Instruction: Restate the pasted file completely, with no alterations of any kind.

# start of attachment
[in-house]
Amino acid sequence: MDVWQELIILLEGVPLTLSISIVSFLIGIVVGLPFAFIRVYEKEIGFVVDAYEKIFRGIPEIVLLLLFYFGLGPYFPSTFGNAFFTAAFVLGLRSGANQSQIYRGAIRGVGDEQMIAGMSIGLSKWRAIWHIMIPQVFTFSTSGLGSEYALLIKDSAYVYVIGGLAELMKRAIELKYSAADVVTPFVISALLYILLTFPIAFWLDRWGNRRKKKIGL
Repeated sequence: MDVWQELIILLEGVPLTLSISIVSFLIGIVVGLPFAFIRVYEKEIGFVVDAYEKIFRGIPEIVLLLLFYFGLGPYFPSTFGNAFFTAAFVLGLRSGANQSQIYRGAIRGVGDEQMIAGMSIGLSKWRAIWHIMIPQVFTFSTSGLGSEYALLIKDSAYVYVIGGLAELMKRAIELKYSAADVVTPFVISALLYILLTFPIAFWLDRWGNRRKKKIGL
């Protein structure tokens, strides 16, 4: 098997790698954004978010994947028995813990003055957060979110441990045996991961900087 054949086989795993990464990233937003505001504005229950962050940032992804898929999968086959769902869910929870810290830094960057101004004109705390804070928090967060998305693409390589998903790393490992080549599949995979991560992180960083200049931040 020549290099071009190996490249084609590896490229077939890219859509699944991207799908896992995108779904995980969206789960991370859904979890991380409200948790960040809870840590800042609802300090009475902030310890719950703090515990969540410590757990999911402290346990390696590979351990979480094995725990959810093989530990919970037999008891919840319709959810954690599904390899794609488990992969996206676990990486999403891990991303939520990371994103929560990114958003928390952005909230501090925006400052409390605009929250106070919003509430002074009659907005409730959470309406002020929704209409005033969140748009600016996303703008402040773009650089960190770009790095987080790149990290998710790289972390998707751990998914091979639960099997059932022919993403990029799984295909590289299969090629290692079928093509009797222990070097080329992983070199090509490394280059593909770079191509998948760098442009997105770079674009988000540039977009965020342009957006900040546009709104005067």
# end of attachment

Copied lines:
[in-house]
Amino acid sequence: MDVWQELIILLEGVPLTLSISIVSFLIGIVVGLPFAFIRVYEKEIGFVVDAYEKIFRGIPEIVLLLLFYFGLGPYFPSTFGNAFFTAAFVLGLRSGANQSQIYRGAIRGVGDEQMIAGMSIGLSKWRAIWHIMIPQVFTFSTSGLGSEYALLIKDSAYVYVIGGLAELMKRAIELKYSAADVVTPFVISALLYILLTFPIAFWLDRWGNRRKKKIGL
Repeated sequence: MDVWQELIILLEGVPLTLSISIVSFLIGIVVGLPFAFIRVYEKEIGFVVDAYEKIFRGIPEIVLLLLFYFGLGPYFPSTFGNAFFTAAFVLGLRSGANQSQIYRGAIRGVGDEQMIAGMSIGLSKWRAIWHIMIPQVFTFSTSGLGSEYALLIKDSAYVYVIGGLAELMKRAIELKYSAADVVTPFVISALLYILLTFPIAFWLDRWGNRRKKKIGL
């Protein structure tokens, strides 16, 4: 098997790698954004978010994947028995813990003055957060979110441990045996991961900087 054949086989795993990464990233937003505001504005229950962050940032992804898929999968086959769902869910929870810290830094960057101004004109705390804070928090967060998305693409390589998903790393490992080549599949995979991560992180960083200049931040 020549290099071009190996490249084609590896490229077939890219859509699944991207799908896992995108779904995980969206789960991370859904979890991380409200948790960040809870840590800042609802300090009475902030310890719950703090515990969540410590757990999911402290346990390696590979351990979480094995725990959810093989530990919970037999008891919840319709959810954690599904390899794609488990992969996206676990990486999403891990991303939520990371994103929560990114958003928390952005909230501090925006400052409390605009929250106070919003509430002074009659907005409730959470309406002020929704209409005033969140748009600016996303703008402040773009650089960190770009790095987080790149990290998710790289972390998707751990998914091979639960099997059932022919993403990029799984295909590289299969090629290692079928093509009797222990070097080329992983070199090509490394280059593909770079191509998948760098442009997105770079674009988000540039977009965020342009957006900040546009709104005067």